Star Wars Quilt

Have a great weekend! 





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Shortcake in Hello Jane

Shortcake Quilt Pattern, Jelly Roll Friendly

(photo by Holly)

  I’ve been in a funk the past week…the kind where I want to laze around the house and ignore the world.  Then today, the sun was shining bright and all 4 of my kids slept in until 8 o’clock (cue the angel chorus), and I gave the house a good cleaning.  It’s amazing what good sleep, sun, and a freshly cleaned house can do for my soul!  

Anyways…back to the quilt!  

Shortcake Quilt Pattern, Jelly Roll Friendly

I absolutely love this quilt so much.  The pattern is Shortcake (found here) and the fabric is a jelly roll of Hello Jane (it comes out in May!).  

I thought maybe this pattern would be too busy for all of these fabrics together, but I ended up really loving it…this one will stay out all summer long.  

Shortcake Quilt Pattern, Jelly Roll Friendly

I backed this one with a 108″ wide print from the Story collection for Windham Fabrics.  The backing is crazy simple to piece and yet I love not having to piece it with the wide backings!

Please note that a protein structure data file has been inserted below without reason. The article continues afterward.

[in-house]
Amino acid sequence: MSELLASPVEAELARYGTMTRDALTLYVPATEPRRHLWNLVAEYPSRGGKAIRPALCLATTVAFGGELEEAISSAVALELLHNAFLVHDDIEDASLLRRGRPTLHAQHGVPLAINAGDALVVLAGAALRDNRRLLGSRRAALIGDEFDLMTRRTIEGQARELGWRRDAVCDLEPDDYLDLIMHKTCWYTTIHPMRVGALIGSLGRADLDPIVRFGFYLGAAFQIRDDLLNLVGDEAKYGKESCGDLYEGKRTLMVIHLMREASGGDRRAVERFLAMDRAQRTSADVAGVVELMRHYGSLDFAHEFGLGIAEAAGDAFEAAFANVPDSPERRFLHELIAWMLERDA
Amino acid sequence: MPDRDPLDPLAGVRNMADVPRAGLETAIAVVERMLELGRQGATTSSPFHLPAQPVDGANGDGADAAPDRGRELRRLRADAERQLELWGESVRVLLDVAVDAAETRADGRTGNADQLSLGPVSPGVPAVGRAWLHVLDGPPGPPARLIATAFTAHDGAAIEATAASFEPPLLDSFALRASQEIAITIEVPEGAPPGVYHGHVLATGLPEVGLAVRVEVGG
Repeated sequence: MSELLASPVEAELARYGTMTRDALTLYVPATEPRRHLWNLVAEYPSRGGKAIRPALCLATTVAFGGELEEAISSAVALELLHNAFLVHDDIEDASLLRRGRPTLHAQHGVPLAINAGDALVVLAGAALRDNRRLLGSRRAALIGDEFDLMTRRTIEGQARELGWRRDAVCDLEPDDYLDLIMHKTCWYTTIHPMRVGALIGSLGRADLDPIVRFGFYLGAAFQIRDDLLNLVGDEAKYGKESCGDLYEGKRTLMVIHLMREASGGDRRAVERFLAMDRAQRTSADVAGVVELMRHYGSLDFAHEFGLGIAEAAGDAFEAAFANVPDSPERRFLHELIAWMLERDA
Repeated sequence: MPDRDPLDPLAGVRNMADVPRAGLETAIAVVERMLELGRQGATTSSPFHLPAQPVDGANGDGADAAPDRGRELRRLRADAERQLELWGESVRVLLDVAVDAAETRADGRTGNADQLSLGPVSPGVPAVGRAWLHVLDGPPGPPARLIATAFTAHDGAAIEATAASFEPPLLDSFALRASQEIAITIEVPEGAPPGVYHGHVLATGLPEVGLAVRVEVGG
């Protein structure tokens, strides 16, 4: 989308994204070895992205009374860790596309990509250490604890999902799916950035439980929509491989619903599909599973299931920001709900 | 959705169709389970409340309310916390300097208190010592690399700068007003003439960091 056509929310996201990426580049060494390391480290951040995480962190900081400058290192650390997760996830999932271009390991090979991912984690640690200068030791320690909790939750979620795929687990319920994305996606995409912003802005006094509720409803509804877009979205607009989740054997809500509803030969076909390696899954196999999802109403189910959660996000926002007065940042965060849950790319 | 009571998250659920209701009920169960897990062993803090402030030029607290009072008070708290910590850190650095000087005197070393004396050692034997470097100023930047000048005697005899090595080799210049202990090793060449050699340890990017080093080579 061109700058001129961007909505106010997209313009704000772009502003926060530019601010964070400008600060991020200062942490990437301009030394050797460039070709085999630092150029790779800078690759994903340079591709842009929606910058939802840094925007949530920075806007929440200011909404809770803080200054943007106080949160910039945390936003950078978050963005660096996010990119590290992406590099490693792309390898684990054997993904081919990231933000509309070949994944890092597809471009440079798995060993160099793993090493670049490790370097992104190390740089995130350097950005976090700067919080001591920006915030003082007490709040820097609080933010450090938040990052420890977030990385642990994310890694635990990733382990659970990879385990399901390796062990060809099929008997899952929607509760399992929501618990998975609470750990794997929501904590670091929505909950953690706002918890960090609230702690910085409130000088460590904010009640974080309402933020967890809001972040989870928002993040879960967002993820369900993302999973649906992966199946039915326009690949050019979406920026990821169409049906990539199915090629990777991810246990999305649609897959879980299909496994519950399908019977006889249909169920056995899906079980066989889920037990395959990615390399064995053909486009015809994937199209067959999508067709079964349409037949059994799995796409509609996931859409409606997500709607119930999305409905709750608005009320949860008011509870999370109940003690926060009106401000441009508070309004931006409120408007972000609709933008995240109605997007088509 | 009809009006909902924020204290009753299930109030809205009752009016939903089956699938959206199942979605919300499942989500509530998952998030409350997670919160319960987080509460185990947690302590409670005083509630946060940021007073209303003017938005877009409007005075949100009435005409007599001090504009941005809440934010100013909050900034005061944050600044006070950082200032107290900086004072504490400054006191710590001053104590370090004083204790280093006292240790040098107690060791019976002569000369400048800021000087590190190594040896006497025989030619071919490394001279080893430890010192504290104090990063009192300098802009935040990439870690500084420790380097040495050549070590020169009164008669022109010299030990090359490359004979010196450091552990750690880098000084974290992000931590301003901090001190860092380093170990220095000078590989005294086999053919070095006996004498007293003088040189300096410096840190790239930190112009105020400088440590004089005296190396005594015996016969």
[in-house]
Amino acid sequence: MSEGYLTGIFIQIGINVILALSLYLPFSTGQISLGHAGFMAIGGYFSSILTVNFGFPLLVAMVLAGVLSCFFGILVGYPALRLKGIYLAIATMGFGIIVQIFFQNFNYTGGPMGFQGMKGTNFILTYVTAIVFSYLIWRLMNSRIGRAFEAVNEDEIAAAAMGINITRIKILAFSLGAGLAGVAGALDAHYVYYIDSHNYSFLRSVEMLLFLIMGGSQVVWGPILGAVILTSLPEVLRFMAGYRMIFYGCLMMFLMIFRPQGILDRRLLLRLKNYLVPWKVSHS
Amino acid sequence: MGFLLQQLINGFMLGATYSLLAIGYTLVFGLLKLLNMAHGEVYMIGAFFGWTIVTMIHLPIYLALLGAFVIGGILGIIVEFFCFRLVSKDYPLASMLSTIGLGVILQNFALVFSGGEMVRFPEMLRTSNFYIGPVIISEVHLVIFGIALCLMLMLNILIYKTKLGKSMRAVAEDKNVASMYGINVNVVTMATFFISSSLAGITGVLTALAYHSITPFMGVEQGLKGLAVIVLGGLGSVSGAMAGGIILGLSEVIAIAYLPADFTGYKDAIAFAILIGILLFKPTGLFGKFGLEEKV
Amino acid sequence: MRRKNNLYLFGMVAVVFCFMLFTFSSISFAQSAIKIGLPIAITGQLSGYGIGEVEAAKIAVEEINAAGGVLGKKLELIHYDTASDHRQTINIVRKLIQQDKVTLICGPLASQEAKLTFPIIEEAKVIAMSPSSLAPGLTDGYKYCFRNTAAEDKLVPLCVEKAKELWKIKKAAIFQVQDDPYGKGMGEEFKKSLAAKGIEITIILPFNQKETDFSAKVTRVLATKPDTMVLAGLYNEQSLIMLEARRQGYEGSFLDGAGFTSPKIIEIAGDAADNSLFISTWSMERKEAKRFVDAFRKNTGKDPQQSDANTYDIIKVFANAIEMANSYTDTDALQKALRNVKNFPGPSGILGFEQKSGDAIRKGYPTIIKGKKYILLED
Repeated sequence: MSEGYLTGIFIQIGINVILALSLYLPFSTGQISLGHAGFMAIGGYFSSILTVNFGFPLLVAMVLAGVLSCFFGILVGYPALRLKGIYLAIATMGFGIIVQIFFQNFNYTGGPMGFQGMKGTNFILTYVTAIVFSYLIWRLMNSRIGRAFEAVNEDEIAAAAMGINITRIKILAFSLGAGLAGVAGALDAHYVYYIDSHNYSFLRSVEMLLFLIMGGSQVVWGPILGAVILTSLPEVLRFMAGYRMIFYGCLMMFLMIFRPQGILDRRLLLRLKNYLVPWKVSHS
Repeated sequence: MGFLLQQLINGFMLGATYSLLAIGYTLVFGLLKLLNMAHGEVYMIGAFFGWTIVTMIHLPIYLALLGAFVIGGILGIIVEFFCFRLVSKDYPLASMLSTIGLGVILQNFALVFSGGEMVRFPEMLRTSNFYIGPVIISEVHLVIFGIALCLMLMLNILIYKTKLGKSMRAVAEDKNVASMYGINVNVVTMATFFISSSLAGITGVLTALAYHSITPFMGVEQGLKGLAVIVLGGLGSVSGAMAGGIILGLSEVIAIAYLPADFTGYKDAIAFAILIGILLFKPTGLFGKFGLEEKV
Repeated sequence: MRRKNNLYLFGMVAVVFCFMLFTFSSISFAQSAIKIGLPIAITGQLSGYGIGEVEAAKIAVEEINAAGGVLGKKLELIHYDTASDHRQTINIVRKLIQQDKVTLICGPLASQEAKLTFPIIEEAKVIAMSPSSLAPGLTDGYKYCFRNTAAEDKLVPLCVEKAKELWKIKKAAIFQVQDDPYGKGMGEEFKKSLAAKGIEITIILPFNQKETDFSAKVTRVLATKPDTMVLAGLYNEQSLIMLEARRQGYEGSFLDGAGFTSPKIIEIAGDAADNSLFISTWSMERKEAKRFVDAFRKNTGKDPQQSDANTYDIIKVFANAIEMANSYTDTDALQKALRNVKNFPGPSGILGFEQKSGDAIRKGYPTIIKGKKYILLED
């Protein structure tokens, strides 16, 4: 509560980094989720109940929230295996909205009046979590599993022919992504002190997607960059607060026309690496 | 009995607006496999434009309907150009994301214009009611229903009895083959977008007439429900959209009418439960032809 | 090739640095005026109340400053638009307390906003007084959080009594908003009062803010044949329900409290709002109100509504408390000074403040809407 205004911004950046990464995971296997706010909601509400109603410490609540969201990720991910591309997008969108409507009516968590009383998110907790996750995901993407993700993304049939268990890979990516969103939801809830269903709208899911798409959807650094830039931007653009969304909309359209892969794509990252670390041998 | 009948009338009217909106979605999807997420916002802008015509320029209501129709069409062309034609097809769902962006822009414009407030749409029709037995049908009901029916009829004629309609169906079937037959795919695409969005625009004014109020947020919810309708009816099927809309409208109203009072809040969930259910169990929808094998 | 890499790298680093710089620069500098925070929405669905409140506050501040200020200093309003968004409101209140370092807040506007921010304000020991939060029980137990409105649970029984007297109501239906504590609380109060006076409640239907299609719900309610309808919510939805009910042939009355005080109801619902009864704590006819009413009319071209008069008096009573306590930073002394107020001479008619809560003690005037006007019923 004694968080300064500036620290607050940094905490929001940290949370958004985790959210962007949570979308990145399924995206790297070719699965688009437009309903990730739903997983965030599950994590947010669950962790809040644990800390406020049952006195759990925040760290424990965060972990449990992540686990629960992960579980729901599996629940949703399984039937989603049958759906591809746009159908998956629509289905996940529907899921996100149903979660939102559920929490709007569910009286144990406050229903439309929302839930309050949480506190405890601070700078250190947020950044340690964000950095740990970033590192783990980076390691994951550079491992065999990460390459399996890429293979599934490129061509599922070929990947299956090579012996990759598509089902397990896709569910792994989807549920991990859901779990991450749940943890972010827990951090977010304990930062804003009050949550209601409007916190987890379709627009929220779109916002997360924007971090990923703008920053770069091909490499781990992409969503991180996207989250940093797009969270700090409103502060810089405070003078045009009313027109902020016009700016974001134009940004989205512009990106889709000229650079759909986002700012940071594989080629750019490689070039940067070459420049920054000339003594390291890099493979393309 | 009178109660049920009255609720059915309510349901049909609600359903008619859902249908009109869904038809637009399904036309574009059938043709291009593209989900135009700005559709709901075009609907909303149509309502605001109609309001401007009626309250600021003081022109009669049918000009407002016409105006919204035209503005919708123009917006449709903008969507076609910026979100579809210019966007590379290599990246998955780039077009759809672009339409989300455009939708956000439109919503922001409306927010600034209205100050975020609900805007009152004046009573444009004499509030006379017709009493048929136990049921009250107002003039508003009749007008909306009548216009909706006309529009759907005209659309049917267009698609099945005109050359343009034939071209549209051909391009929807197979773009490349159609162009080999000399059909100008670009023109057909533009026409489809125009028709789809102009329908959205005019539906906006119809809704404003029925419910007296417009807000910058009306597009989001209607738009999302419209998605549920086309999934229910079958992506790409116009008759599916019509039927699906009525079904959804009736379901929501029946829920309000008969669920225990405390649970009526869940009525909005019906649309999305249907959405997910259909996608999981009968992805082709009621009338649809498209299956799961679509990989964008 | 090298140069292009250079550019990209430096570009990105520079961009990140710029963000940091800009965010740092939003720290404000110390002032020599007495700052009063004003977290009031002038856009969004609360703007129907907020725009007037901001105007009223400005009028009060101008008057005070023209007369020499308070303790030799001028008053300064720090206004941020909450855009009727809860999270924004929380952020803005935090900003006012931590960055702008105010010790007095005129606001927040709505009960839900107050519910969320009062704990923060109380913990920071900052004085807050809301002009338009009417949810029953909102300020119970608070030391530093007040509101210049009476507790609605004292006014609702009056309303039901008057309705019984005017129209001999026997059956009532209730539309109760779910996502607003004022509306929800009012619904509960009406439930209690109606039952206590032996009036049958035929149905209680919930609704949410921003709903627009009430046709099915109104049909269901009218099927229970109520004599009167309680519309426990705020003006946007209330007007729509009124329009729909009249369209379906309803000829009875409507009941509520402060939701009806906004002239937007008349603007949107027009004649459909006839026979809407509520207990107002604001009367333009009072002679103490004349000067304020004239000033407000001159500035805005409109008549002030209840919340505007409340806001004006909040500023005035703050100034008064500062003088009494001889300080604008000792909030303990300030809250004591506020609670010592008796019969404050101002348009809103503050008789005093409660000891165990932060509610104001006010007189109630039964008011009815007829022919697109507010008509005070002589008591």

Shortcake Quilt, Jelly Roll Friendly

I quilted this one myself, and bound it with my machine binding technique you can find here.  

Shortcake Quilt, Jelly Roll Friendly

Shortcake Quilt, Jelly Roll Friendly

I’m curating April’s Quilters Candy Box!  They do a great job of putting together a fun box full of quilting goodies.

 You can find out more about it here, and I hope you’ll love what I chose! 

Quilters Candy Box

Have a wonderful and hopefully sunny weekend!  



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Healthy Sewing